Thursday 23 May 2019

Elizabeth Smart, Tove Jansson

Two books I have recently been unable to re-read.

By Grand Central Station I Sat Down and Wept, even the title, did it for me in 1978. A literary love poem/novel elevated enough for my own general remove from things then. Elizabeth Smart fell in love with a married poet, bore him four children (he fathered fifteen, by four different women, only one of them his wife) and later wrote this 'profoundly honest, open wound of a book', as Cosmopolitan magazine said.

If you leave a book long enough it transforms; or you do. Angela Carter—I was reading her in 1978 as well—praised it at first then said later it should have been called By Grand Central Station I Tore His Balls Off. It was first published in 1945, the year Angela Carter was born. Maybe this will come into its own again, I thought as I chose it the other night, in dire need of a phoenix book to rise off the shelves and find me transformed.

There was no phoenix. I am not transformed. I am exasperated. By Grand Central Station I Sat Down and Wept is unreadable from about line two. Everything is Unreadable, even the puffs, the introduction.

I read in the Guardian Weekly that a quarter of the population of Finland had recently turned on their tvs to watch a new animation series about Finn Family Moomintroll. I have only one Moomin book, Moominvalley in November. I'm not good with children's books I didn't know as a child. I read a page or two. I like the titles. I like them on the shelf. You can like a writer for being there and not want to read the books.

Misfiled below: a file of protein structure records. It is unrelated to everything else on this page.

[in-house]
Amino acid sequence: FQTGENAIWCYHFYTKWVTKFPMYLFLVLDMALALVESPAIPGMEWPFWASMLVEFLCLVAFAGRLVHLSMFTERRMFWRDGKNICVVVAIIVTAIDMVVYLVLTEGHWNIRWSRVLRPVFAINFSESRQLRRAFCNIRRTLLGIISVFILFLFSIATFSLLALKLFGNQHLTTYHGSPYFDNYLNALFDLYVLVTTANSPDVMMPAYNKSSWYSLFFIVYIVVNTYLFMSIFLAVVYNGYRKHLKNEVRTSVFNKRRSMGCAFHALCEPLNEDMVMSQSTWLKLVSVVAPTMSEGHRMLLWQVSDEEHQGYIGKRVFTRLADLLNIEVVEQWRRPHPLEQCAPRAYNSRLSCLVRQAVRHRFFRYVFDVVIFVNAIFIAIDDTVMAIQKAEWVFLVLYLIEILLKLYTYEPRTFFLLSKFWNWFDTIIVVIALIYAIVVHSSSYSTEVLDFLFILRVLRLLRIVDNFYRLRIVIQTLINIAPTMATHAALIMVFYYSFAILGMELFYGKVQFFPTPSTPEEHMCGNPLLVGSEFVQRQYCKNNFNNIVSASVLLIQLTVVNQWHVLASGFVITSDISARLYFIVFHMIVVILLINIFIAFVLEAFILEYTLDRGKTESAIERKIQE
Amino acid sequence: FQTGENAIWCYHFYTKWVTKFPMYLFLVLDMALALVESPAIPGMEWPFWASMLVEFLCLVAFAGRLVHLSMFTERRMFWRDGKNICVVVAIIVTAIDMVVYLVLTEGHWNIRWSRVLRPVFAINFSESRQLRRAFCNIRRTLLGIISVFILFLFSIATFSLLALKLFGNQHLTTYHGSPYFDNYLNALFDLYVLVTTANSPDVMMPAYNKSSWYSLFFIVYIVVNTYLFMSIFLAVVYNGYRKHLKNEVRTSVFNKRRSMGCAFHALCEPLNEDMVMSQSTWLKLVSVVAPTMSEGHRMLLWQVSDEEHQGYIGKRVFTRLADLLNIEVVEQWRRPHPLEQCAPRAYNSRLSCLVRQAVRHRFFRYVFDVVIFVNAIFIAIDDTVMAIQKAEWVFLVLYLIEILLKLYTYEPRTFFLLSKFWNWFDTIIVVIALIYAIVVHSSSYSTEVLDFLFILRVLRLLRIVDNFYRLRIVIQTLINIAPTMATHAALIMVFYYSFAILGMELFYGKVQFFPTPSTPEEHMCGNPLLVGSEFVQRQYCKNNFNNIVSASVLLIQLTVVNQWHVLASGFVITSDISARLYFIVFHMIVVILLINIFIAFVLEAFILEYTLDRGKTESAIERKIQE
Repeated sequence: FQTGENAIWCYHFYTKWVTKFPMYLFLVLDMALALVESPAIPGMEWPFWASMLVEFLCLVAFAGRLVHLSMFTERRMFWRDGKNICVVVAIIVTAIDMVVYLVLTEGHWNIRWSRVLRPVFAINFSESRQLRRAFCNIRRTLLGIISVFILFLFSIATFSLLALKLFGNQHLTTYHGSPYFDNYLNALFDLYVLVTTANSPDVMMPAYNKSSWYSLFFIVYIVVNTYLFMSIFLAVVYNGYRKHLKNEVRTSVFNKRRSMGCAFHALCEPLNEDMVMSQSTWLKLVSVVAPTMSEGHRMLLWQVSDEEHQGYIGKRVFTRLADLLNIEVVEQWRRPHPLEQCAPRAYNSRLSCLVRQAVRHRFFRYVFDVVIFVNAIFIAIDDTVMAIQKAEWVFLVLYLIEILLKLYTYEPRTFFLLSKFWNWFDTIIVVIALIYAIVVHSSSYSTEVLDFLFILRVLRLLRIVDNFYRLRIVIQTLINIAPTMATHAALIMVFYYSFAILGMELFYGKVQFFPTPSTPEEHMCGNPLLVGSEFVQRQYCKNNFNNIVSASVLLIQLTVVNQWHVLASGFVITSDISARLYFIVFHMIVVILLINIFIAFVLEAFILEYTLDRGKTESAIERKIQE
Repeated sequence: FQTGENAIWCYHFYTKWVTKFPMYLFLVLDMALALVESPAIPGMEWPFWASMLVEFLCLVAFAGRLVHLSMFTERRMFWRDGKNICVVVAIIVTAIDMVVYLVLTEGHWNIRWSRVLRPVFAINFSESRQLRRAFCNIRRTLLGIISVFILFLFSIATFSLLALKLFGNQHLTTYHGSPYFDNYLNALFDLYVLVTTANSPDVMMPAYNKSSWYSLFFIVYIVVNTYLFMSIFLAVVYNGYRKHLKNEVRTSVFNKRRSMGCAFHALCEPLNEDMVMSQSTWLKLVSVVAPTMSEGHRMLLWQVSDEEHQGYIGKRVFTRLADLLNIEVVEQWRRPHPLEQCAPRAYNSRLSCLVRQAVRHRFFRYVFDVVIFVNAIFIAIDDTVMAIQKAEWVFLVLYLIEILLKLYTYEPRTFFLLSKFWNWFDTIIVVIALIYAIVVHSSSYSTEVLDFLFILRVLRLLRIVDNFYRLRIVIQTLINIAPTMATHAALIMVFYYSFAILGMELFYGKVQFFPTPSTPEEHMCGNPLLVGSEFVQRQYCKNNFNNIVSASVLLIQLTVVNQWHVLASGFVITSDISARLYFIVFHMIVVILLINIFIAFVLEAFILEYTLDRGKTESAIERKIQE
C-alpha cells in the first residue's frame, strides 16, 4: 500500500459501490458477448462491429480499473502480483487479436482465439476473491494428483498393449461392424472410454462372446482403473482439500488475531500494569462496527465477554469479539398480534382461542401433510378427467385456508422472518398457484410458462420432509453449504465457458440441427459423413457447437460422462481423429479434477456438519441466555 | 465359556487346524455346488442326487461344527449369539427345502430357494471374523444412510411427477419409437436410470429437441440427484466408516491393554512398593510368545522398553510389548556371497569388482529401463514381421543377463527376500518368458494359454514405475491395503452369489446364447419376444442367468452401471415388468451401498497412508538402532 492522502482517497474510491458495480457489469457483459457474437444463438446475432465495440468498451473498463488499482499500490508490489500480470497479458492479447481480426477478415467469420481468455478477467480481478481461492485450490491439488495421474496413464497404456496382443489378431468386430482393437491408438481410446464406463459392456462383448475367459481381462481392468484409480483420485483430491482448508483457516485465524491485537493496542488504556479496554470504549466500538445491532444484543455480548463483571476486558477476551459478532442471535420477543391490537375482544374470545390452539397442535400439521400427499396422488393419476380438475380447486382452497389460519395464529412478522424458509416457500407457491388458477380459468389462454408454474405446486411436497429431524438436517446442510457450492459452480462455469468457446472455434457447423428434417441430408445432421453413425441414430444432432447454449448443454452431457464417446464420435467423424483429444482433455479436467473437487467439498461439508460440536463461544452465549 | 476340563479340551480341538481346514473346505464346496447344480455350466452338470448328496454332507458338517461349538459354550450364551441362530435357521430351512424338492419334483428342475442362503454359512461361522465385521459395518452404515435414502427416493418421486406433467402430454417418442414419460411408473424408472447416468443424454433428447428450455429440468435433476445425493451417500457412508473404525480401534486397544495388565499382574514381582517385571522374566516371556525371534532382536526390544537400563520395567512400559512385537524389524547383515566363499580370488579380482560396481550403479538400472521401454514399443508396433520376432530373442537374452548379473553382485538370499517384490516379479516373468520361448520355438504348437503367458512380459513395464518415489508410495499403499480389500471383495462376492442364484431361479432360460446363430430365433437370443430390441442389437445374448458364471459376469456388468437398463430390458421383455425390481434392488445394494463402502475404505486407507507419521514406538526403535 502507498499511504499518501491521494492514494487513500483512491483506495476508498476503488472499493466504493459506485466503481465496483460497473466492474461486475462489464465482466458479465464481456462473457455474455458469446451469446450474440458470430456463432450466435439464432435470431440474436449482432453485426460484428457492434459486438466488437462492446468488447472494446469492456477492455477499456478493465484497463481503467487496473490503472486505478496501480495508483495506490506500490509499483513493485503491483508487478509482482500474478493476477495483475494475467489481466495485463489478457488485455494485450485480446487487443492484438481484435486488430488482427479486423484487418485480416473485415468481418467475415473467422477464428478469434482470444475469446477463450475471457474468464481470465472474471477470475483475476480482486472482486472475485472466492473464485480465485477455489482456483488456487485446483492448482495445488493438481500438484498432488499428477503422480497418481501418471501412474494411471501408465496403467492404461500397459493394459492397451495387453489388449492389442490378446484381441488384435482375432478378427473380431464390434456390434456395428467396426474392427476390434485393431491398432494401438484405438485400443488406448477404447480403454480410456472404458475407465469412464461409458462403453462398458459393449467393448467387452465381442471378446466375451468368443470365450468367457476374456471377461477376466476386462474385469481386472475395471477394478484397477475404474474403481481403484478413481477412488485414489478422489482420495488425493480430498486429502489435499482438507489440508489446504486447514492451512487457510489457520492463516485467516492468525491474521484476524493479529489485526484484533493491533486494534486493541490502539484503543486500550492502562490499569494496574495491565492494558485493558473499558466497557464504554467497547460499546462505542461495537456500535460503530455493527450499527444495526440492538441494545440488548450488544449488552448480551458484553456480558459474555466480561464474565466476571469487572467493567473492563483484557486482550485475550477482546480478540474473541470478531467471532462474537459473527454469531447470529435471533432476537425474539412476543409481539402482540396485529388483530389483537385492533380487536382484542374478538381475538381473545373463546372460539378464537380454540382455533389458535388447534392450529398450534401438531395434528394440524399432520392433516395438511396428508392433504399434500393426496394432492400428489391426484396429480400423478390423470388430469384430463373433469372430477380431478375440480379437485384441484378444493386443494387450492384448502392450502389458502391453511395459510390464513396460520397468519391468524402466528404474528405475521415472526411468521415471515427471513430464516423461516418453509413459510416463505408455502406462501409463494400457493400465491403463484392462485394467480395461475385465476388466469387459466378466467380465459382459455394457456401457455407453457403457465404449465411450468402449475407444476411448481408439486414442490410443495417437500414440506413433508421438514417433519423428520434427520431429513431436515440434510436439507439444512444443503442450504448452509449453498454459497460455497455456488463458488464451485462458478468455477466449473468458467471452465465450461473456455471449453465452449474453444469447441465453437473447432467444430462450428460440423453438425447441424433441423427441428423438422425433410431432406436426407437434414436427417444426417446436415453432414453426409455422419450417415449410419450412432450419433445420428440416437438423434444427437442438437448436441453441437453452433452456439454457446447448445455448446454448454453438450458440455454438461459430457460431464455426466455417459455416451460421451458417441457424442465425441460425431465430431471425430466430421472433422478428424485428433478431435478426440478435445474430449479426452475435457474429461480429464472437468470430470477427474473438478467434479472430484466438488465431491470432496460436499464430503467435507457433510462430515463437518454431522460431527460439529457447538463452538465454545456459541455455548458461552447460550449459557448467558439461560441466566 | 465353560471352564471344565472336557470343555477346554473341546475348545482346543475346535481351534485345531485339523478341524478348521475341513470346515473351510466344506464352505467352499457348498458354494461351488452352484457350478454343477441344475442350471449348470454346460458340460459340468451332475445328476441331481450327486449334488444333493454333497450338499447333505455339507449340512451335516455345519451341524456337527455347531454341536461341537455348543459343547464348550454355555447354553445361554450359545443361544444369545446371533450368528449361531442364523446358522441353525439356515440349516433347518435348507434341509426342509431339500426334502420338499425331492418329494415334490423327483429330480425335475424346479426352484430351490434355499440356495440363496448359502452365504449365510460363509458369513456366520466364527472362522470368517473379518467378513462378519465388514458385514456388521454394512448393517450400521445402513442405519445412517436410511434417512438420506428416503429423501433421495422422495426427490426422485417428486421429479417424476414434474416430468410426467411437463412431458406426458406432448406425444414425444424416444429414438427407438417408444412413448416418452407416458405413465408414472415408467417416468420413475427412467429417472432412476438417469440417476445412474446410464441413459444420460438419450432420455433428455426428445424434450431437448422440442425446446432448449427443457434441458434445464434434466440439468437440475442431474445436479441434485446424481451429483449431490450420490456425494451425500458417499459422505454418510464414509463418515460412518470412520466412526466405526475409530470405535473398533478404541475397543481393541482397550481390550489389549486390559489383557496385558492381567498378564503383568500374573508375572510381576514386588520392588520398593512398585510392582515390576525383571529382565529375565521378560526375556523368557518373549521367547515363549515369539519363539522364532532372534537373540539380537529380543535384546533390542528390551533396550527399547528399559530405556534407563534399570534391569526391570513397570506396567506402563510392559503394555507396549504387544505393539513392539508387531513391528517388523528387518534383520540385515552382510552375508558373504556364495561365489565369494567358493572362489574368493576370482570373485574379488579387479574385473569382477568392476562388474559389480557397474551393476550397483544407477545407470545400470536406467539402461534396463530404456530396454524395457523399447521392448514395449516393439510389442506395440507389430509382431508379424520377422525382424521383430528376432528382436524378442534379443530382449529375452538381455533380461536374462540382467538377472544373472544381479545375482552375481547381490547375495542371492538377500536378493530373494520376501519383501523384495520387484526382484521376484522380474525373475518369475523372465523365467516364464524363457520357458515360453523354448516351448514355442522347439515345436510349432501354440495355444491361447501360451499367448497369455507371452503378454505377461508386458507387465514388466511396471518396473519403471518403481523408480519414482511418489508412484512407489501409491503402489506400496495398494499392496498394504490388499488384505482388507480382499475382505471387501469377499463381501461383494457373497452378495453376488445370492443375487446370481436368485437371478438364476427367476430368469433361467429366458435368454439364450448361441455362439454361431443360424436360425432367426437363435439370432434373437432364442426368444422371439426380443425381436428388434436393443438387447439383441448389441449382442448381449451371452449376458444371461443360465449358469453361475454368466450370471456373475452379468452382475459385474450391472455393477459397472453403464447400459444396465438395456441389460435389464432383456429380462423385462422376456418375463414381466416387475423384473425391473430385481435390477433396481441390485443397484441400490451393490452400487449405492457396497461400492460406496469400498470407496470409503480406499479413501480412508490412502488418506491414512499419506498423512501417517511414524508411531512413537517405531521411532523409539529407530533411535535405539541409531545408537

Tove Jansson's The Summer Book was a rescue book. Not a children's book but a book about being a child on an island in the Gulf of Finland. I read it while clearing out my father's house after he had died. Tove Jansson had an island, a grandmother, the serenity of untouched moss, at times, and other times its fragility. I am not good with little creatures who have strange names. I am good with the fragility of moss, and other times its serenity.

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